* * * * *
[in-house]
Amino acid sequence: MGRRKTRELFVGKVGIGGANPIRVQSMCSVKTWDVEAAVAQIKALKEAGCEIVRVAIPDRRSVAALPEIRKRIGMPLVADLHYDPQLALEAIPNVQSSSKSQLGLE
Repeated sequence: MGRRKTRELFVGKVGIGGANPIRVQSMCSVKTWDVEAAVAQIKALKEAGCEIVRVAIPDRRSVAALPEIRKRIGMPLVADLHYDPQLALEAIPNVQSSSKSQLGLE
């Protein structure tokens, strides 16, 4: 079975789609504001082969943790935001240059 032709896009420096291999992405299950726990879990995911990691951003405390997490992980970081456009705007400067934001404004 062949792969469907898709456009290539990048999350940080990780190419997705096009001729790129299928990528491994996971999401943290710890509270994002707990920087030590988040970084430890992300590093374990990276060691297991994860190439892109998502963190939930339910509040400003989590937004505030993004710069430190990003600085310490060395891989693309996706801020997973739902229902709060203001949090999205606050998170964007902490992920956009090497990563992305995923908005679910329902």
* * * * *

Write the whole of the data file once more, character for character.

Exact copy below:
[in-house]
Amino acid sequence: MGRRKTRELFVGKVGIGGANPIRVQSMCSVKTWDVEAAVAQIKALKEAGCEIVRVAIPDRRSVAALPEIRKRIGMPLVADLHYDPQLALEAIPNVQSSSKSQLGLE
Repeated sequence: MGRRKTRELFVGKVGIGGANPIRVQSMCSVKTWDVEAAVAQIKALKEAGCEIVRVAIPDRRSVAALPEIRKRIGMPLVADLHYDPQLALEAIPNVQSSSKSQLGLE
């Protein structure tokens, strides 16, 4: 079975789609504001082969943790935001240059 032709896009420096291999992405299950726990879990995911990691951003405390997490992980970081456009705007400067934001404004 062949792969469907898709456009290539990048999350940080990780190419997705096009001729790129299928990528491994996971999401943290710890509270994002707990920087030590988040970084430890992300590093374990990276060691297991994860190439892109998502963190939930339910509040400003989590937004505030993004710069430190990003600085310490060395891989693309996706801020997973739902229902709060203001949090999205606050998170964007902490992920956009090497990563992305995923908005679910329902």